US visible tilt in favour of India

EVERSINCE the civil nuclear deal signed between the United States and India in 2005, there has been a continuous warmth and closeness in relations between the two countries. For whatever the motives, one could see favourable remarks and steps on almost daily basis from the American side backing Indians on different issues especially in its efforts to join the Nuclear Suppliers Group (NSG).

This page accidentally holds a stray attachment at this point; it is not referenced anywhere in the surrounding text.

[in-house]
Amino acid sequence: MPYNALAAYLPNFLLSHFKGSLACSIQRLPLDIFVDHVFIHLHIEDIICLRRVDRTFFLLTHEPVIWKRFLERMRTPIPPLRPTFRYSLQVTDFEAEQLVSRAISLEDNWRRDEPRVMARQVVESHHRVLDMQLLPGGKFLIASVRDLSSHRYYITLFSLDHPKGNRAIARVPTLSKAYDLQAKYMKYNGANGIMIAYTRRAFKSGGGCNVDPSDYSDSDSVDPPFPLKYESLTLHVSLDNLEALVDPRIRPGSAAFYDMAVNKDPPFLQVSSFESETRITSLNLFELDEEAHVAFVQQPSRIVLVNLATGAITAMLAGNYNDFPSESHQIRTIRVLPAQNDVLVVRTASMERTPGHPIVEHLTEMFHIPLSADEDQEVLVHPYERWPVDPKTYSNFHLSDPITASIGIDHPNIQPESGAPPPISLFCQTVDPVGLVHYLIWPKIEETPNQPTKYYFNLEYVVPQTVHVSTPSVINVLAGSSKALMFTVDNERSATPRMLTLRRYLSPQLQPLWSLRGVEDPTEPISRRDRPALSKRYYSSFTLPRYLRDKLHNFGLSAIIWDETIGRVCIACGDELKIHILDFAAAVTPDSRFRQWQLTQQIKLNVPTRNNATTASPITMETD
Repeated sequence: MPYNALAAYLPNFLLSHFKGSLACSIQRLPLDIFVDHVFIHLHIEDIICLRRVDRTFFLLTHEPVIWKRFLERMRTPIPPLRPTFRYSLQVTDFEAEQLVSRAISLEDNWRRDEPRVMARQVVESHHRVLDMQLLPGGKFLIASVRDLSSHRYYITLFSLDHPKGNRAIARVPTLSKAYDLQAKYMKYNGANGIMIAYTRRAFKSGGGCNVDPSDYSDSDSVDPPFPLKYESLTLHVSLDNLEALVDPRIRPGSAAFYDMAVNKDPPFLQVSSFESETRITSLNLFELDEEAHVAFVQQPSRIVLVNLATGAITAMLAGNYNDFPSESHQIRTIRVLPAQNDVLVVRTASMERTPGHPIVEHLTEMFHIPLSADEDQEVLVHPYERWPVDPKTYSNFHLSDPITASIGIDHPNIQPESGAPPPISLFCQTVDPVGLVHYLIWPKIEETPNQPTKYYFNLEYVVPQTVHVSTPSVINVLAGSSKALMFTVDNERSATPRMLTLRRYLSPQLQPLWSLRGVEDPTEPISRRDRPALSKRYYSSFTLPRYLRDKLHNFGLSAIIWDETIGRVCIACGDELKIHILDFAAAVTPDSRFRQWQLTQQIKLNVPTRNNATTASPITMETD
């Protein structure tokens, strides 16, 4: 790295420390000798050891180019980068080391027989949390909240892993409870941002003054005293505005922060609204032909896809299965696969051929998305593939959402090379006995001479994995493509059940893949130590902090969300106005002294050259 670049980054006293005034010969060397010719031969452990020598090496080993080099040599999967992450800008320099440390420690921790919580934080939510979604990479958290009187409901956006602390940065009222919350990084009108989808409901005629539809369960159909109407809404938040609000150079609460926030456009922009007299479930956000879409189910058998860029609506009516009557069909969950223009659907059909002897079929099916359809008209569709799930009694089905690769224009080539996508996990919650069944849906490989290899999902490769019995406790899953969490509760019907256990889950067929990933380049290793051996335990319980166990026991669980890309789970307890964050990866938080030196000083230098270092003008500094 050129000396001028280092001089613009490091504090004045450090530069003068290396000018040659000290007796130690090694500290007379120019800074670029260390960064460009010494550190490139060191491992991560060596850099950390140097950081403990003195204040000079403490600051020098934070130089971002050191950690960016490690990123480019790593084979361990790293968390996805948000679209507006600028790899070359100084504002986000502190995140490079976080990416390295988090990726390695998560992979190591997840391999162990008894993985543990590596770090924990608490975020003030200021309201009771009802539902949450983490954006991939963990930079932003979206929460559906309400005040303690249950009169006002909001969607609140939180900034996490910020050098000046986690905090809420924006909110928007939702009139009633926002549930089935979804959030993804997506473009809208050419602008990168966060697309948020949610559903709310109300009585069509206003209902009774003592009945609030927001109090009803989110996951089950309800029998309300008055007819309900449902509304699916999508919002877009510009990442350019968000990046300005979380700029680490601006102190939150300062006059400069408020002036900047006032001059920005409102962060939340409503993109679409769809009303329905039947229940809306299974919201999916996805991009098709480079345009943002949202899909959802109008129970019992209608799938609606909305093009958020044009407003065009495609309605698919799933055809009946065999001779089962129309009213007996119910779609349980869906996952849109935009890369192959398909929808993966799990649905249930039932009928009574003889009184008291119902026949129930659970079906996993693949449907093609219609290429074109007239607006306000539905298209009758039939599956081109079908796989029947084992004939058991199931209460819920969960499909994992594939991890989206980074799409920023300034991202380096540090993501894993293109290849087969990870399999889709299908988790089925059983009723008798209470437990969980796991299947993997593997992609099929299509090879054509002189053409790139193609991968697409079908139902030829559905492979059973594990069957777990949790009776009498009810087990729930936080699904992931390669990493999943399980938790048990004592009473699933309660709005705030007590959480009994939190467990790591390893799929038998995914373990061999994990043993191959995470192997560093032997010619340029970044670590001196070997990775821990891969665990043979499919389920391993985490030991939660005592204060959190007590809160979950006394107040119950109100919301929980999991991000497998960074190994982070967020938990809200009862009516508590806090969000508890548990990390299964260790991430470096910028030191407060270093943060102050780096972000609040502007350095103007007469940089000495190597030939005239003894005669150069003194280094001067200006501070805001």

On Friday, Deputy Spokesperson of US State Department Mark Toner made this tilt more clear and visible when he blatantly declared that India is entitled to and qualifies for the membership of the NSG — a 48-nation club dedicated to curbing nuclear arms proliferation by controlling the export and retransfer of materials that could foster nuclear weapons development. While trying to prove Indian credentials for the NSG membership, the deputy spokesperson totally ignored the legitimate right of Pakistan in this regard. Since 2010, the US administration is actively supporting Indian bid to join the elite group and for this purpose is also carving out different exemptions. These developments have also set off alarm bells in Pakistan and that rightly so because ignoring the country which has comparatively better credentials and safeguards than India wants equal treatment on non discriminatory basis. However, if we look at recent history, we believe the US would continue its discriminatory policy and go an extra mile to help New Delhi become member of the NSG. This, nevertheless, would have dangerous repercussions and bound to trigger a nuclear arms race in the region. Apart from this discriminatory attitude, the deputy spokesperson of US State Department also repeated the old mantra of ‘Do More’ for Pakistan asking it to go after the terrorists especially Taliban in its territory. In fact, the killing of Mullah Mansour by the US in Balochistan has further complicated the matters. In this scenario, the foreign policy makers must revisit and review their approach in dealing with the United States, without straining our ties with Washington. We also need to strengthen our lobbying in the United States to present our point of view more effectively.

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